As the summer winds down and fall fast approaches, we turn our attention to the upcoming presidential election, as it’s sure to add volatility to what has been a relatively quiet period for the stock market. We have enclosed a very interesting piece from Morningstar, "Politics and Investment Performance" that outlines average annual returns from 1926-2015, when we have had a "unified government; a partially divided government; and a completely divided government." It’s hard to believe, but by the time our next quarterly letter reaches you, we will know who will be the 45th president of the Unites States.
As you read in our last quarterly newsletter, our goal each quarter is to update you on the stock and bond markets and take a look at the overall health of the economy. Through the end of September, the S&P 500 Index is up close to 6% for the year. Not exactly the 10% long run average return since 1926, (although we still have 3 months left in 2016) but very much in line with our thinking of what may be lower annual returns for stocks over the coming years. More realistic may be 6-8% annual average return for stocks, going forward.
Another piece we’ve included shows a chart on the Vanguard S&P 500 Index Fund, which just celebrated its 40th anniversary in August of 2016. It shows a $10,000.00 investment in 1976 that had grown in 40 years to $617,793.11, simply by reinvesting dividends and holding the fund through the ups and downs of the market! Sure, the next 40 years may very well be different but don’t forget, during the last 40 years we have seen Wars, Terrorism, Black Monday, Dot.com Bubble Bursting, and the worse financial crisis since the Great Depression.
This post-recession expansion, now in its eighth year, can certainly continue as consumer spending accounts for roughly 70% of U.S. economic activity and consumers are certainly spending, albeit in a more disciplined way since the last financial crisis. Gross Domestic Product, which is a measure of the value of goods and services produced, has cooled a bit and is now running at about 1-1.5%. It now appears that a 2% GDP Growth may be a stretch for this year, with 1.5% GDP a more likely full year expectation. Keep in mind, the long run average GDP rate in the United States, from 1947-2016, has been 3.22%.
Does the theme sound familiar, with numbers running below long term averages? While a recession does not seem imminent, it’s possible we stay stuck in this slower growth regime for the coming years.
Interest rates have continued to remain at very low levels. The Federal Reserve made its first move in December 2015, raising interest rates a quarter point. The 10 Year Treasury yield continued to fall, hitting a historic low of 1.375% on July 5, 2016. However, it’s quite possible that we’ll see the next quarter point increase when the Fed meets again in December, 2016.
While it appears that the US economy could very well withstand slightly higher rates, interest rates around the world in other developed economies have slipped to all-time lows. Government Bonds of Germany, France, Italy, Switzerland and Japan are all seeing negative yields on the shorter side of their yield curve. What all this means is that interest rates may in fact stay low for a longer period of time. That certainly does not mean they will not move up a bit, but it may be sometime before we get back to interest rates we were accustomed to in the early 2000s. It is interesting to note that many believe this extended period of extremely low interest rates will probably turn out to be the cause of the next recession.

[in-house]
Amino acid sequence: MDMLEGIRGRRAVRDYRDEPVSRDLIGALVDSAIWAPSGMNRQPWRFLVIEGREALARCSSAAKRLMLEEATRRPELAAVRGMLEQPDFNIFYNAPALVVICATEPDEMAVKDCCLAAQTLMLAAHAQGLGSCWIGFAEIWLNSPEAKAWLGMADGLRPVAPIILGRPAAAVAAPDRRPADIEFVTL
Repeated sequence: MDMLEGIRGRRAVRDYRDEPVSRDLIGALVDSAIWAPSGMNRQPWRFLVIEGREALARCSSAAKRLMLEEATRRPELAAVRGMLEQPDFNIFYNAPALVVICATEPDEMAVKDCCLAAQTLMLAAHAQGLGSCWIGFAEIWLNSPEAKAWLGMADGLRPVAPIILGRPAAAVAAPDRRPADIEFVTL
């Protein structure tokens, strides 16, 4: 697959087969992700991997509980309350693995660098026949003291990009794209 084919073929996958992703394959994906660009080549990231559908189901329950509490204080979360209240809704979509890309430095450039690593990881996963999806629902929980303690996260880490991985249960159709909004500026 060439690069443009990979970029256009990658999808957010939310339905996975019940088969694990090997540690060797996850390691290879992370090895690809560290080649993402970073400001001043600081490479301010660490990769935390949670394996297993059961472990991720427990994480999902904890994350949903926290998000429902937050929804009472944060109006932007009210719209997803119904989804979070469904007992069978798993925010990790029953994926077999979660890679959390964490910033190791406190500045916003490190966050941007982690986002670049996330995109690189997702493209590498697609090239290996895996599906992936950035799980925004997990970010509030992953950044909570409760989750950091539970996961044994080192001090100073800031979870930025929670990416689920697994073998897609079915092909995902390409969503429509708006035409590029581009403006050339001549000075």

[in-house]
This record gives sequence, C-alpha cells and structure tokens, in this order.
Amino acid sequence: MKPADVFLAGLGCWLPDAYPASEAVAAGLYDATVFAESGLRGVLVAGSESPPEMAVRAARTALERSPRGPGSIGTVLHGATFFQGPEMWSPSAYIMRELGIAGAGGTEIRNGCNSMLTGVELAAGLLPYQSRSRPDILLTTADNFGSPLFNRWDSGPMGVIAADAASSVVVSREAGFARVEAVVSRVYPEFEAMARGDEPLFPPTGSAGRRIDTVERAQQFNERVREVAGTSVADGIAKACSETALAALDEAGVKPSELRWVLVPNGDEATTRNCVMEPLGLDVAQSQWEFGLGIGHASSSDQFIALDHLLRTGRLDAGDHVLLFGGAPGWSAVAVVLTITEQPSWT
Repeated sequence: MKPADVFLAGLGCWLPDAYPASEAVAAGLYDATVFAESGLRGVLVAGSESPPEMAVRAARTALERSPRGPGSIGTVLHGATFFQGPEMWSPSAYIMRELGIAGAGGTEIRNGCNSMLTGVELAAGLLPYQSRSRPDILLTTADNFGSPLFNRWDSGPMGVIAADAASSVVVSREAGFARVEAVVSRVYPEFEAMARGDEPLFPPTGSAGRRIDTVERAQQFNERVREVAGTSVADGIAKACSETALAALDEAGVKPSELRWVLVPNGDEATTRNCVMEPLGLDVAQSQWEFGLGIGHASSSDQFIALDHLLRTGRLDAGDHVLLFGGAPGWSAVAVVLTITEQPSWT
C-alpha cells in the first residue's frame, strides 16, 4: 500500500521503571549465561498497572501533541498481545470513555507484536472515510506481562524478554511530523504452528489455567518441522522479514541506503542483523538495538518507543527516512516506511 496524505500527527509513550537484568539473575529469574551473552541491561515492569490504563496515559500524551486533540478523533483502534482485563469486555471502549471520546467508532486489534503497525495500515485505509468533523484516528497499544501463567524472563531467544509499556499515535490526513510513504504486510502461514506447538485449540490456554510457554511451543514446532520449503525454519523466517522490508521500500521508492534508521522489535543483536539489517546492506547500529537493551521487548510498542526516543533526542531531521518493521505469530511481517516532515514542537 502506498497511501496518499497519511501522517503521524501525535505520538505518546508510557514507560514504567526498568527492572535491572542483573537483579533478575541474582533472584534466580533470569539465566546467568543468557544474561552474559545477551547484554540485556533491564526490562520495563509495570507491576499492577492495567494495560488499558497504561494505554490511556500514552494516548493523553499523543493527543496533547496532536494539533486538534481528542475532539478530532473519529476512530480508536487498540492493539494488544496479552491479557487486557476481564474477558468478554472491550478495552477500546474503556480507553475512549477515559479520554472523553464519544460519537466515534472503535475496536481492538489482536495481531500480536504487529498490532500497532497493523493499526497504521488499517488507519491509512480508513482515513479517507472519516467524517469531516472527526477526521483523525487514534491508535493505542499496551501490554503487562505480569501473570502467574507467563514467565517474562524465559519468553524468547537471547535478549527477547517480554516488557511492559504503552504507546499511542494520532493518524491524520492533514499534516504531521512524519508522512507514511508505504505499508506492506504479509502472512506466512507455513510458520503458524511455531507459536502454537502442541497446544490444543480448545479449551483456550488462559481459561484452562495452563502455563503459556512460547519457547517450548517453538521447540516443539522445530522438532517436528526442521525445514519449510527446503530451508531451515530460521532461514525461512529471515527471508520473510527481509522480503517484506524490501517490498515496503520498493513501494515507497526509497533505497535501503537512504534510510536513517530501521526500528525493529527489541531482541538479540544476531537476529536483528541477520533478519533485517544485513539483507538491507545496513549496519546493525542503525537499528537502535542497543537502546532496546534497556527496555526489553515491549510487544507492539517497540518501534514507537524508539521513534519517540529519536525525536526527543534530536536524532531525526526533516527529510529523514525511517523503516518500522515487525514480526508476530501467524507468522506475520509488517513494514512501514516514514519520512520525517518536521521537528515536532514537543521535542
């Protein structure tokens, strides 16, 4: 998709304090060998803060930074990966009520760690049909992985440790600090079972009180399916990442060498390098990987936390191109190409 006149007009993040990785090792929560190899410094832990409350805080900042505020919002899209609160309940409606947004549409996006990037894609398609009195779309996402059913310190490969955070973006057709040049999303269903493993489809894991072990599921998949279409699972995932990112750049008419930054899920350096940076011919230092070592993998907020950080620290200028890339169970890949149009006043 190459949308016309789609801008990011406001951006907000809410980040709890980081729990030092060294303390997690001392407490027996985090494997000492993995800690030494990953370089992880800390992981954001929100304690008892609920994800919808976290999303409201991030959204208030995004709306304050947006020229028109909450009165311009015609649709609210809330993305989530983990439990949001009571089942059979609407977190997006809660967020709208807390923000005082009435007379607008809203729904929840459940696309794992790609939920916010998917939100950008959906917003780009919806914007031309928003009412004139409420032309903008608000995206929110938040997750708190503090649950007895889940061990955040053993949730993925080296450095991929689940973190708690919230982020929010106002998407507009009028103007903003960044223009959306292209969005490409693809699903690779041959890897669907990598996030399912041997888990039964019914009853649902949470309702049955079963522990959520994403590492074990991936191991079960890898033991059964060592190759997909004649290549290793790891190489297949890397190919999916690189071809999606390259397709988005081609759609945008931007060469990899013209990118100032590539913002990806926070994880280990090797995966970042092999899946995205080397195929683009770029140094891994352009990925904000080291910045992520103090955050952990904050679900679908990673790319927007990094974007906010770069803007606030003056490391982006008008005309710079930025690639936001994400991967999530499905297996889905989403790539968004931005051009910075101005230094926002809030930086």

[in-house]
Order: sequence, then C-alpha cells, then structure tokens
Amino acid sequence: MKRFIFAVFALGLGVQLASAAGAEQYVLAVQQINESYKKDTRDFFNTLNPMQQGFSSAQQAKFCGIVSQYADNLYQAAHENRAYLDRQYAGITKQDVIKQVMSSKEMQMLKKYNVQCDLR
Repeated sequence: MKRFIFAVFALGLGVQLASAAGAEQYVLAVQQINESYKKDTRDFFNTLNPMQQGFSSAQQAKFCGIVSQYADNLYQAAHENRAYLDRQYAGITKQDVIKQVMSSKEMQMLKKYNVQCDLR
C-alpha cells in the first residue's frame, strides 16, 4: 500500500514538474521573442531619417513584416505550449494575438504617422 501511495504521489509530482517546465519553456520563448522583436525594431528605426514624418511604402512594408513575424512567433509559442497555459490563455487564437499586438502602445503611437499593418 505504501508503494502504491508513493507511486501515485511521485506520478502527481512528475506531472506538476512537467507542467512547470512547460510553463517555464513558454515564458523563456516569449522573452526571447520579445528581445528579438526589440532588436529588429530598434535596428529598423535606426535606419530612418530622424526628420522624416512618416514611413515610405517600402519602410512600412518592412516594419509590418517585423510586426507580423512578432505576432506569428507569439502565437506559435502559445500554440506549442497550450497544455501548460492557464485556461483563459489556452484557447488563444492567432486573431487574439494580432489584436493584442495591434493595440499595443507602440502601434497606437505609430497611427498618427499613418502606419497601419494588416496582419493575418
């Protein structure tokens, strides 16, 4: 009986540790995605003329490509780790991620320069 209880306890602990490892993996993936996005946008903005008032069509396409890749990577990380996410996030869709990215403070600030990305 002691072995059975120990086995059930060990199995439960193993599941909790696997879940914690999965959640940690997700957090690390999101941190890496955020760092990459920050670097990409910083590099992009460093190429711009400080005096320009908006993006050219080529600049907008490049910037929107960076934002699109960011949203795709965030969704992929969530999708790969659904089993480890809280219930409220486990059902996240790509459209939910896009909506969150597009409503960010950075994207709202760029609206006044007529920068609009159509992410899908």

Now may be a great time to look at your own portfolio and make sure that you’re still comfortable with the level of risk inside that portfolio. Maybe you are very concerned about the election and wish to draw up a bit of cash that you may need in the coming months, should short term volatility set in. Working with you we have always stressed the need to have money on the Fixed Income side to draw on during downturns in the stock market. Although no one knows exactly when a downturn will come, we do know that it will. Our belief is still that a balanced portfolio should continue to serve you well in the years ahead.
Here at Pearson Financial Services, our Investment Committee meets monthly to review the changing landscape of the economy, along with continuous research on the core holdings that we recommend from Vanguard. The Investment Committee is made up of a team of professionals with some of the most respected designations and includes Bryan W. Bastoni, CFP; William Lord, CPA, CFA; Louis J. Beaulieu, ChFC, AEP, CTFA; Christopher Dupee, CPA; Kathleen Fowler, Esq. and John Ward, MA, MBA.
As many of you know, we are optimistic in the belief that the best days lie ahead for this, the greatest nation on earth. We continue with the hope to see your children, grandchildren and great grandchildren have a life with many of the same opportunities that you have had, but I know at times it’s tough to see the glass half full, especially with everything going on today.
We hope that you can take the time to enjoy this fall’s beautiful weather and then enjoy the upcoming holidays with your friends and family. Please remember to let us know if, and for how long, you will have a different mailing address for the winter months. As always, if you should have any questions or concerns at all, please do not hesitate to call.
Bryan Bastoni, CFP